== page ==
• Garlic has never been proven to repel or kill fleas on your dog (or cat). Also like onions it is highly toxic to your pet. It destroys the red blood cells which make your dog suspectible to other diseases and it causes vomitting, diahrea and bloody stools. I have found that the best cure for fleas is Frontline (there are other products like Frontline but they do not work as well, this I found out the hard way). You can buy it at a pet store or from your vet and the vet usually gurantees it (at least mine does) and it is not very expensive, about $15.00 for a 60+ pound dog, cheaper for dogs that weigh less. It kills fleas and their larva and it prevents reproduction when they jump on your furniture or carpet (it also helps with ticks and stops mosquitos from biting your dog, which can cause heartworm). To treat fleas I give my dog a bath with a vet recommened flea shampoo before applying Frontline. I then wash and dry their bedding in hot water and high heat and spray their cages with a pet safe flea pesticide. I give my house a good cleaning, take my dogs to the park for a few hours and bomb my house with flea bombs while I'm gone. It also helps to spray your yard with a flea pesticide if your yard is not to big (this also helps with mosquitos and ticks). This also is inexpensive, about $6.00 depending on the size of your yard and you can buy it at Home Depot or Lowe's. This is a lot of work, but if your like me, fleas totally gross me out and the dogs scratching all the time drives me nuts! Plus, I get that itchy feeling when I know they have fleas. Hope this answer is helpful.
  • Yes, garlic is known to help prevent fleas on dogs. Garlic has long been heralded with repelling bloodsuckers. Fleas beware! By keeping garlic in your dog's diet, he'll stay free of evil bloodsuckers that are out to make a meal out of him. A word of caution however, although garlic, in small amounts, is beneficial to a dog, too much has a toxic effect. If you're concerned about the amount your dog may be recieving, please do not hesitate to contact a homeopathic veterinarian for the correct amount for your dog's weight. Brewer's yeast is another food additive that naturally repels fleas. It should be noted, however, that neither of these natural additives will get rid of already-established fleas, but they do help prevent them from infesting. For dogs it does even more: 1. Keeps dogs from having worms and gets rid of worms that are there. 2. Keeps fleas and ticks off dogs by getting into the dog's system and creating a garlic odor that fleas and ticks detect and avoid the dog altogether. (Don't worry, your dog won't smell like garlic. Humans can't detect the garlic odor on the dog but the insects sure will!) 3. Reduces a dog's cholesterol level for good heart function. Garlic Juice is easiest way to give garlic to your dog, here's how most kennels and dog owners do it: Spray or pour garlic into the dog's food, mix well into the food. Here's the recommended daily dosage: 5-20 lb. dogs - 4 sprays or 1/4 ounce in food daily. 21-50 lb. dogs - 6 sprays into food and mix well. 51 lbs. and over dogs 8 sprays into food and mix well.
  • If you want try using Organic Apple Cider Vinegar. Rather than use commercial sprays, powders, pills or collars that use very toxic chemicals to kill fleas and ticks, many people prefer to take a more natural holistic approach. According to Martin Goldstein, DVM, some of these products could also be harmful to your pets. As an alternative, Roger DeHaan, DVM, suggests using a homemade shampoo and rinse that kills fleas and at the same time soothes irritated skin: Add to an 8-ounce bottle of your favorite pet shampoo, 10 drops of tea tree oil and one tablespoon (15 ml) of aloe vera and shake well. Shampoo your pet as you would normally then wait for 6-10 minutes. Rinse with apple cider vinegar diluted in water. (1 tablespoon ACV to 1 pint of water) For minor flea infestations, another recommendation involves washing your pet with a gentle shampoo, followed by a thorough rinse then spraying on apple cider vinegar diluted with an equal amount of warm water. Allow the pet to drip or shake dry. The fleas will drown in the soapy shampoo water and the vinegar rinse will acidify your pet's skin making it very unattractive to other fleas and ticks.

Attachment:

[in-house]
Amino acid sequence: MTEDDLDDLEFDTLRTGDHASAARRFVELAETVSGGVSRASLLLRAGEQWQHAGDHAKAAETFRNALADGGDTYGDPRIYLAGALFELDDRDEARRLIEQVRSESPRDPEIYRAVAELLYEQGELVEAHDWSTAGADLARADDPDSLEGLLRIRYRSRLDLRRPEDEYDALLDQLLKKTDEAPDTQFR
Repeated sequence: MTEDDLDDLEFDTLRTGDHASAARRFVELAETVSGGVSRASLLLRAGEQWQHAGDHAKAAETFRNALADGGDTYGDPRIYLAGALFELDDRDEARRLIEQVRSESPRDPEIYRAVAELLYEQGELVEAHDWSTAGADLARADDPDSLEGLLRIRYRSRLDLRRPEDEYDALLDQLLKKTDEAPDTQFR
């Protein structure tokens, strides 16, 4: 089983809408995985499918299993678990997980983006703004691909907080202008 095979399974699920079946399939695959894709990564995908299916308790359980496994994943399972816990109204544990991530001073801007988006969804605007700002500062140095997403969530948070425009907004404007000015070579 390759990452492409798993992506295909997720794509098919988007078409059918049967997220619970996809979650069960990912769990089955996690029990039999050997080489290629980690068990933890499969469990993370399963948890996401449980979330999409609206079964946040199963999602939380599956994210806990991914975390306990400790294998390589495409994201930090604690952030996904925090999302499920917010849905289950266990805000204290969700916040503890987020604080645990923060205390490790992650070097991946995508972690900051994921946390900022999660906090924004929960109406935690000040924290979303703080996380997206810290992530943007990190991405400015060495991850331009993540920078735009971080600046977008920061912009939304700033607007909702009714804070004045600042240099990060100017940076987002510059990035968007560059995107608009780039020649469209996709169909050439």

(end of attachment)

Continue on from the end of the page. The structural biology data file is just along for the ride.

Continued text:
• Don't try garlic. Wash your dog in Dawn dishsoap! Thats the best thing you can do for flees.
  • Probably not, but it will cure any vampire problems he might be having.
  • First things first: large quantities of garlic can result in anaemia and lethargy in canids and felids. Secondly, no. Although holistic treatments can be effective, feeding garlic to a dog does not kill fleas. It acts similarly to bananas for mosquito repellant: it carries compounds that will travel in the bloodstream (hence the problem with anaemia) and make the animal in question less palatable to yeast. If you're looking for flea/tick control, honestly? Just use a commercial product so long as you get it from a licensed veterinarian (if you don't, it is quite risky). Frontline works just fine and I prefer Advantage Multi as it tackles heartworms too. Dewormers like Interceptor are good too. I say this from the vantage of being a veterinary assistant; I will say that holistic medicine can be both effective and less risky in some cases, and is not to be frowned upon. However, garlic just makes for yucky supper for fleas.
  • despite what the vets and drug companies say (it is income for them remember), garlic does repel fleas...my mother is 50 and has used that as a repellent always...no fleas...i have 3 large dogs (80-125 lbs) and give them 1/2 tsp of garlic in meal every day...even in winter...they are healthy and active...and to say it is toxic is a laugh...did you ever see your dog eat grass when his tummy is upset? do you think there is not onion grass there? lol...btw, my dogs range from 6 to 13...so i think it says much
  • My dachshund takes a garlic pill everyday.She does not have fleas or any worms.
  • No, but there are chemicals in garlic that naturally repel fleas. It will also give your dog weird gas.